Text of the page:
Posts Tagged ‘more hyphens’

Nickel-Plated Pockets

September 19, 2020

It is an interesting time in the shove-it industry. Over the last several of years, it seemed like the shove-it was making a serious bid against the kickflip for market share over bumps-to-bars and cans, after the backside bigspin overpowered the backside kickflip in the ratio of victory-lap tricks. The recent indulgence in conventionally ‘ugly’ and ‘dad tricks’ even has found a place for the fakie frontside pop shove-it, among the least aesthetically pleasing forms. As skateboarders push out the walls to make things freer, fairer, less strictly hierarchical and more open, it is clear that the shove-it has benefited.

As a trick, the shove-it always has stood with a more utilitarian bearing than its chief rival, the kickflip. This is because the 180 degree rotation swaps the typically longer and wider nose with the shorter and sometimes more tapering tail, potentially altering the way you pop the next trick, what the next trick even will be, or any number of other butterfly-winged effects on the planet around us. A kickflip, or any of its fakie/switch/nollie versions, solely flips the board in place, leaving it in position to immediately be popped again in the pusher’s preferred position. One can kickflip a board, land and keep going, unhassled. The shove-it leaves the board in a different place, and perhaps, one’s mind as well.

Now comes Blake Norris, student of the old SF spots and gods, with a grab bag of a trick list — an inward heelflip lipslide, a blaster of a backside heelflip and a half-cab into the bloodthirstiest bank as yet unknowed by Milton Martinez. Between the China banks, the hills and a crazy one on Clipper, Blake Norris mid-line screeches a backside powerslide that quickly spins 90 degrees further into a shove-it, midway through a downhill line. For sure it’s cool to look at, as a trick, but it retains the shove-it’s purposefulness, moderating speed at the same time.

Could broader incorporation of powerslide shove-its into the ongoing hill-bomb wave, possibly elevated by the GX1000/Supreme axis, mount the shove-it’s most serious push yet to counter the kickflip? Who’s done a frontside powerslide shove-it? Speaking of shoves, will Blake Norris’ wallride nollie backside bigspin on the fence squeeze grudging approval from longtime detractors of the unfairly maligned bigspin varietal?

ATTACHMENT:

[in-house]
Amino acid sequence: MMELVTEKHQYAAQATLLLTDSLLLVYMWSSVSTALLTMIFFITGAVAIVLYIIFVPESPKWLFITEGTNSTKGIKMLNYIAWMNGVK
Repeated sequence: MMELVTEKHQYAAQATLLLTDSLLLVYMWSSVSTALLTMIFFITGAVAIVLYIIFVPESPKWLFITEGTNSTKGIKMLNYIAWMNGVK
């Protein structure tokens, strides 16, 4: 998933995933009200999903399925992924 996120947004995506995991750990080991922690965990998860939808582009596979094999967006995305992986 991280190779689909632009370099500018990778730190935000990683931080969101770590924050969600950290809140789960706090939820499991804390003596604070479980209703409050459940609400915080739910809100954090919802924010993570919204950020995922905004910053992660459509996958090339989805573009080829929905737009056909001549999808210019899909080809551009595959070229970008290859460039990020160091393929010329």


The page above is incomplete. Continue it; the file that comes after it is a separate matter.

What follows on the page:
Kill Yo Self

May 31, 2009


Third time’s the charge

If the rumors are true then I guess this weekend may go down as skateboarding’s parting barrage at SF’s Wallenberg Alternative High School, as officials stand poised to expand the Bulldogs’ kennels down the hallowed four-step, and dash the dreams of gap-minded amateur skateboarders (and razor scooterers, for what it’s worth). Trailblazers Gonz, Bucchieri, Gerwer and Manfre have secured spots in whatever history books keep track of this stuff, and in the end Chris Cole will probably be remembered as the big boss of the Berg, what with his tre-flip vengeance tale and the nonchalance with which he put down the big tricks yesterday. I was kind of shocked he didn’t bring out the switch frontside heelflip, but with all the nonsense exploding down the steps and out of Phelps’ megaphone, probably I would’ve sat down after one switch frontside flip trick too.

But Chris Cole’s quick-draw makes aside, the winner of this weekend’s big-jump hoedown was for sure skateboarding’s nappy boy, the schnozzed-out seventh son of a seventh son* known as Lizard “Mike Plumb” King. Not so much because he landed more tricks than anybody, which he did, but because he spent his 15 or so minutes in the SF air executing some grade-A dork material… and while it would probably be a stretch to hold up a world record backside 180 one-footer as high-level commentary on the whole get-tricks-or-die-trying affair, it added an amazing unpredictable gonzo element to an event so packed with hungry strivers and messageboard mavens checking off boxes on “most likely to be landed” spreadsheets.

Now, a lot of people find the slobbering pursuit of NBD’s that this type of contest produces rather gauche for understandable reasons, and Jake Phelps has taken plenty of heat in the last 24 hours for his usual self-aggrandizing antics, as well as the way he seemed to relish axing dudes and dashing poor Neil Smith’s nollie heelflip hopes. But fair’s fair and hand it to Thrasher for moving the best-trick format forward, and in the process creating one of the few contests that actual people who ride skateboards care about… another being the Berrics game of skate, which you could say has improved upon the don’t-fall-off-your-board-for-60-seconds format. Whereas the Berrics’ warehouse floor democratizes professional skateboarding competitions, Phelps & Co. have successfully set up camp on the other end of the spectrum with shit like the Wallenberg contests, Slaughter at the Opera and so on, don’t-try-this-at-home affairs where, yeah, there’s money, but a shot at a piece of history too.

There’s an argument that packing 11 groundbreaking tricks into one banner-splashed, frenetic afternoon cheapens what it is to do a trick down the Wallenberg stairs, which I can see, but then I think about the legendary Hubba Hideout. In its nth liberation you had dudes flying out to camp there twenty-four hours a day, and yeah it was cool to see Carroll schralp it on the cover of TSM for all the obvious reasons, but that came amid a million web clips, and even legitimately gnarly stuff like Matt Miller’s nollie noseblunt were eventually relegated to the last 60 seconds in that summer’s TWS vid. So, Wallenbergers, get it if you can, while it’s there, make it count, etc etc.

And if there was a best trick yesterday, I think Lindsey Robertson did it. Wow.

*it’s a Utah joke